Microvascular damage, clinically expressed by Raynaud's phenomenon, is generally the first symptom of the disease and the injured vascular cells, both endothelial and perivascular, may transdifferentiate to myofibroblasts, thus leading to collagen deposition in the tissue and consequent fibrosis. Systemic sclerosis (SSc, scleroderma) is complex disease characterized by autoimmunity, vasculopathy, and fibrosis. It has been shown that microvascular damage may be the first symptom of SSc. Injured endothelial cells and pericytes may transdifferentiate into myofibroblasts, the cells responsible for fibrosis and collagen deposition in the tissue. Based on these factors, the process of myofibroblast generation may link two pivotal events of SSc: microvascular damage and fibrosis. Understanding the development, differentiation, and function of myofibroblasts is therefore crucial to individuate early pathogenetic events and develop new therapeutic target for SSc, a condition in which no disease-modifying agents are available. The aim of this review was to discuss the possible origins of myofibroblasts in SSc, highlighting the process of endothelial mesenchymal transition and pericytes to myofibroblast transition and to show how these events may contribute to pathogenesis of the disease.

The Vessels Contribute to Fibrosis in Systemic Sclerosis

Giacomelli, Roberto
2019-01-01

Abstract

Microvascular damage, clinically expressed by Raynaud's phenomenon, is generally the first symptom of the disease and the injured vascular cells, both endothelial and perivascular, may transdifferentiate to myofibroblasts, thus leading to collagen deposition in the tissue and consequent fibrosis. Systemic sclerosis (SSc, scleroderma) is complex disease characterized by autoimmunity, vasculopathy, and fibrosis. It has been shown that microvascular damage may be the first symptom of SSc. Injured endothelial cells and pericytes may transdifferentiate into myofibroblasts, the cells responsible for fibrosis and collagen deposition in the tissue. Based on these factors, the process of myofibroblast generation may link two pivotal events of SSc: microvascular damage and fibrosis. Understanding the development, differentiation, and function of myofibroblasts is therefore crucial to individuate early pathogenetic events and develop new therapeutic target for SSc, a condition in which no disease-modifying agents are available. The aim of this review was to discuss the possible origins of myofibroblasts in SSc, highlighting the process of endothelial mesenchymal transition and pericytes to myofibroblast transition and to show how these events may contribute to pathogenesis of the disease.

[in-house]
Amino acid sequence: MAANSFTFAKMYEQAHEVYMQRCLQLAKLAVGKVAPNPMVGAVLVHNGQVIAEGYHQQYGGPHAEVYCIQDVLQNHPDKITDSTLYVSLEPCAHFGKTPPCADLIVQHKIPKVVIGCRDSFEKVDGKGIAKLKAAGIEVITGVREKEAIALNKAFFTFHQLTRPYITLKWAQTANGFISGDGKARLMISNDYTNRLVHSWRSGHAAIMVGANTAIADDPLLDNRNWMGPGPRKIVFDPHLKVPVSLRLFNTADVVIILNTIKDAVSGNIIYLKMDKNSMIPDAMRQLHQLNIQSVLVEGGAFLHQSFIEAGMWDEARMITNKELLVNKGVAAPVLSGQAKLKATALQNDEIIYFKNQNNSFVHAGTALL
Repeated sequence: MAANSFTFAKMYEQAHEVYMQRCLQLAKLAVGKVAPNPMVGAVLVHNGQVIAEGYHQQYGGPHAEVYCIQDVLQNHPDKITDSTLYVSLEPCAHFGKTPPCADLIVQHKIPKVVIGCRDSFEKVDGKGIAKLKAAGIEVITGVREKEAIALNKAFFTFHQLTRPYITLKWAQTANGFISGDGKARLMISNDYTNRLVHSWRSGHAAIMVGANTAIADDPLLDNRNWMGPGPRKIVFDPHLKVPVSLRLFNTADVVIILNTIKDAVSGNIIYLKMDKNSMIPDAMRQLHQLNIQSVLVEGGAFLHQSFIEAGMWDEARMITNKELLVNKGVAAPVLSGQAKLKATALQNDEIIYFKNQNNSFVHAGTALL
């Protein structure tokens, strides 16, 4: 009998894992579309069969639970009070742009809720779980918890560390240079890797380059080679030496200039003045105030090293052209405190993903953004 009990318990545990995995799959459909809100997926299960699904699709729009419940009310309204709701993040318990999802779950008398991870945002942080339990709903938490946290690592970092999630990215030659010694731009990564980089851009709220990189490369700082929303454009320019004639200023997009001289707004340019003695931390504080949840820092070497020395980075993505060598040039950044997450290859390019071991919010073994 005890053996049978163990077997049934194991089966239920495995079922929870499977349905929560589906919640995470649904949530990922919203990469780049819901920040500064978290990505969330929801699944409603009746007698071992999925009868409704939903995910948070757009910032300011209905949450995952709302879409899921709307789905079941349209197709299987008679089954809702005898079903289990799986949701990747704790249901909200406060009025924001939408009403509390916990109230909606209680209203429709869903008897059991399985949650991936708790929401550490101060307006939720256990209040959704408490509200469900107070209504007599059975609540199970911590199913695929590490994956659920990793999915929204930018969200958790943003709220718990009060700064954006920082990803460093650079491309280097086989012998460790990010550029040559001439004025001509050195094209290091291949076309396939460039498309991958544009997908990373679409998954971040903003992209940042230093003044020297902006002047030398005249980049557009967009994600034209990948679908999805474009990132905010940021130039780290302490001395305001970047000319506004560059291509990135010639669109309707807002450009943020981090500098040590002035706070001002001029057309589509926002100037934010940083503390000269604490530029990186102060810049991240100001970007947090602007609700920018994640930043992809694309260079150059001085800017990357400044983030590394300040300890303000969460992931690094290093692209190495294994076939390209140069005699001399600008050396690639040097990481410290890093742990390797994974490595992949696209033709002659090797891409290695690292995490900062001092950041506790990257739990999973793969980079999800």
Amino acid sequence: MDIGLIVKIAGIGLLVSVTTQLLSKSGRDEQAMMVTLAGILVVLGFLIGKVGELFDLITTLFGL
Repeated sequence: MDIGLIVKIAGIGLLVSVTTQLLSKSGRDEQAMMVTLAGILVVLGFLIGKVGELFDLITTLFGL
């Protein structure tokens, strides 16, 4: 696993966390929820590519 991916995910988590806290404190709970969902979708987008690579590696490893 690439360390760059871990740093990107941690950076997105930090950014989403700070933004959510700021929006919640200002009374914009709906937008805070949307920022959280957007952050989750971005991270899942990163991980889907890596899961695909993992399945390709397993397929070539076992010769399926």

Cell Differentiation; Endothelial Cells; Epithelial-Mesenchymal Transition; Fibrosis; Humans; Myofibroblasts; Pericytes; Raynaud Disease; Scleroderma; Systemic
File in questo prodotto:
Non ci sono file associati a questo prodotto.

I documenti in IRIS sono protetti da copyright e tutti i diritti sono riservati, salvo diversa indicazione.

Utilizza questo identificativo per citare o creare un link a questo documento: https://hdl.handle.net/20.500.12610/787
 Attenzione

Attenzione! I dati visualizzati non sono stati sottoposti a validazione da parte dell'ateneo

Citazioni
  • ???jsp.display-item.citation.pmc??? 2
  • Scopus 14
  • ???jsp.display-item.citation.isi??? ND
social impact